Illustration of Dijkstra's algorithm finding a path from a start node (lower left, red) to a goal node (upper right, green) in a robot motion planning problem. Open nodes represent the "tentative" set (aka set of "unvisited" nodes). Filled nodes are visited ones, with color representing the distance: the greener, the closer. Nodes in all the different directions are explored uniformly, appearing more-or-less as a circular wavefront as Dijkstra's algorithm uses a heuristic identically equal to 0.

Illustration of Dijkstra's algorithm finding a path from a start node (lower left, red) to a goal node (upper right, green) in a robot motion planning problem. Open nodes represent the "tentative" set (aka set of "unvisited" nodes). Filled nodes are visited ones, with color representing the distance: the greener, the closer. Nodes in all the different directions are explored uniformly, appearing more-or-less as a circular wavefront as Dijkstra's algorithm uses a heuristic identically equal to 0.

Let the node at which we are starting be called the initial node. Let the Y be the distance from the initial node to Y. Dijkstra's algorithm will assign some initial distance values and will try to improve them step by step.

  1. Mark all nodes unvisited. Create a set of all the unvisited nodes called the unvisited set.

  2. Assign to every node a tentative distance value: set it to zero for our initial node and to infinity for all other nodes. Set the initial node as current.[13]

  3. For the current node, consider all of its unvisited neighbours and calculate their tentative distances through the current node. Compare the newly calculated tentative distance to the current assigned value and assign the smaller one. For example, if the current node A is marked with a distance of 6, and the edge connecting it with a neighbour B has length 2, then the distance to B through A will be 6 + 2 = 8. If B was previously marked with a distance greater than 8 then change it to 8. Otherwise, the current value will be kept.

  4. When we are done considering all of the unvisited neighbours of the current node, mark the current node as visited and remove it from the unvisited set. A visited node will never be checked again.

  5. If the destination node has been marked visited (when planning a route between two specific nodes) or if the smallest tentative distance among the nodes in the unvisited set is infinity (when planning a complete traversal; occurs when there is no connection between the initial node and remaining unvisited nodes), then stop. The algorithm has finished.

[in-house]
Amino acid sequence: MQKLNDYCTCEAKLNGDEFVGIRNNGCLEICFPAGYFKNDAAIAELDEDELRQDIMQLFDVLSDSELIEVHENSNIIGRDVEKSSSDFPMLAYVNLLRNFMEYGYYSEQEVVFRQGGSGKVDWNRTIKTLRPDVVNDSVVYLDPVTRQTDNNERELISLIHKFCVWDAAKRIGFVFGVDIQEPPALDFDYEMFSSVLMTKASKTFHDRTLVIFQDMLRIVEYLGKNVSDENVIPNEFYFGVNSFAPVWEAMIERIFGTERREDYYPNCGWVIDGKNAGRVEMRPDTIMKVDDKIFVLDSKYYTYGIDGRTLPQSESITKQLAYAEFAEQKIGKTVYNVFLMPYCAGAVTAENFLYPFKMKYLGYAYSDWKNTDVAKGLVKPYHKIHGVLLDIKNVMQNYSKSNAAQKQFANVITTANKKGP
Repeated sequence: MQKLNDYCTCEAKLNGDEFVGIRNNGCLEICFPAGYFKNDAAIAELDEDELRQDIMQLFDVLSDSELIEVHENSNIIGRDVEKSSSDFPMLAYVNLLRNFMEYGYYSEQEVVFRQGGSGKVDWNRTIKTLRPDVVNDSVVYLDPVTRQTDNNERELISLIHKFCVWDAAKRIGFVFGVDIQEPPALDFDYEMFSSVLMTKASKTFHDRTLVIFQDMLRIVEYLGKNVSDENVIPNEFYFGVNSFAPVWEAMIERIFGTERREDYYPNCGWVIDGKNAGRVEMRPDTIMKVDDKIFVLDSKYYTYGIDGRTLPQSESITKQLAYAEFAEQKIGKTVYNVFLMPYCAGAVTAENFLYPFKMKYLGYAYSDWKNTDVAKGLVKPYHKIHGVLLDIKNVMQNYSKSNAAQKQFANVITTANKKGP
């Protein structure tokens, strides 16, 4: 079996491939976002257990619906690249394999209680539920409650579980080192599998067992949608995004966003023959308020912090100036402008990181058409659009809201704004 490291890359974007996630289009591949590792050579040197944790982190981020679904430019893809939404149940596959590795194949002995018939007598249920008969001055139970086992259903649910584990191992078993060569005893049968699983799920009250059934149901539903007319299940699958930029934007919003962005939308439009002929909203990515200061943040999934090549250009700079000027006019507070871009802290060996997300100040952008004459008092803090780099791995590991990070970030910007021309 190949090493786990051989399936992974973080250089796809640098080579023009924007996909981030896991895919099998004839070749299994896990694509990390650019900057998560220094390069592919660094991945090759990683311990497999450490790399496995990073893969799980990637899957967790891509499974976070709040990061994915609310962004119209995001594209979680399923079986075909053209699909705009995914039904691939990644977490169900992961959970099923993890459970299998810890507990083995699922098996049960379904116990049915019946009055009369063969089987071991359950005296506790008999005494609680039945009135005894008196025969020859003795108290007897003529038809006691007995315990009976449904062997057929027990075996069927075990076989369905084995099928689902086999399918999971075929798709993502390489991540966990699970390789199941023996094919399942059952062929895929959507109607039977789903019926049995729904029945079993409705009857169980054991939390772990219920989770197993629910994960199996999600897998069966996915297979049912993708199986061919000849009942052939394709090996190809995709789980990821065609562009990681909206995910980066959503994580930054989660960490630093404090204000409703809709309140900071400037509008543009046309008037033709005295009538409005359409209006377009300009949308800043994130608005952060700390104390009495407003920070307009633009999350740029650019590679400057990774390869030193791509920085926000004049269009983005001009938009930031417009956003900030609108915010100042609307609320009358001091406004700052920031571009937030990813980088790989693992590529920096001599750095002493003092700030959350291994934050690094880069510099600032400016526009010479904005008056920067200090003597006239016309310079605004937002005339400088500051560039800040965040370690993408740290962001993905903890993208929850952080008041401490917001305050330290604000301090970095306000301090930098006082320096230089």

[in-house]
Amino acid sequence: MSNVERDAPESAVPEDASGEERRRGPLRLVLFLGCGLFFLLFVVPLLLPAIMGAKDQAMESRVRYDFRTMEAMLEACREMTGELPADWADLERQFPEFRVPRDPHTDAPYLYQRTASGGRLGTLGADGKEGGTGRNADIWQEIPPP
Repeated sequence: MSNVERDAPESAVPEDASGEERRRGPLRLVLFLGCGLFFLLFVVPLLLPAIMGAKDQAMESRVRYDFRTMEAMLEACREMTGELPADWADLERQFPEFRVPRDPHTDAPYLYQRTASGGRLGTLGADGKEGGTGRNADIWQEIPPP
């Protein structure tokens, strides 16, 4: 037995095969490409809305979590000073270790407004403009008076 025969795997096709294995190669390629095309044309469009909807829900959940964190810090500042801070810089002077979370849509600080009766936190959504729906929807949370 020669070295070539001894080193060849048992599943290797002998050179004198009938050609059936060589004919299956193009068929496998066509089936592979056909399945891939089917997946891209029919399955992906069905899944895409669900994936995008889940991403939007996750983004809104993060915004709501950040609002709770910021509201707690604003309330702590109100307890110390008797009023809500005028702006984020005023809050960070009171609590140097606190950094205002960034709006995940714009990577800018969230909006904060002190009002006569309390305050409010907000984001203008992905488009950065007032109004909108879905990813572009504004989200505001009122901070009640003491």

6. Otherwise, select the unvisited node that is marked with the smallest tentative distance, set it as the new "current node", and go back to step 3.

When planning a route, it is actually not necessary to wait until the destination node is "visited" as above: the algorithm can stop once the destination node has the smallest tentative distance among all "unvisited" nodes (and thus could be selected as the next "current").


Suppose you would like to find the shortest path between two intersections on a city map: a starting point and a destination. Dijkstra's algorithm initially marks the distance (from the starting point) to every other intersection on the map with infinity. This is done not to imply that there is an infinite distance, but to note that those intersections have not been visited yet. Some variants of this method leave the intersections' distances unlabeled. Now select the current intersection at each iteration. For the first iteration, the current intersection will be the starting point, and the distance to it (the intersection's label) will be zero. For subsequent iterations (after the first), the current intersection will be a closest unvisited intersection to the starting point (this will be easy to find).

From the current intersection, update the distance to every unvisited intersection that is directly connected to it. This is done by determining the sum of the distance between an unvisited intersection and the value of the current intersection and then relabeling the unvisited intersection with this value (the sum) if it is less than the unvisited intersection's current value. In effect, the intersection is relabeled if the path to it through the current intersection is shorter than the previously known paths. To facilitate shortest path identification, in pencil, mark the road with an arrow pointing to the relabeled intersection if you label/relabel it, and erase all others pointing to it. After you have updated the distances to each neighboring intersection, mark the current intersection as visited and select an unvisited intersection with minimal distance (from the starting point) – or the lowest label—as the current intersection. Intersections marked as visited are labeled with the shortest path from the starting point to it and will not be revisited or returned to.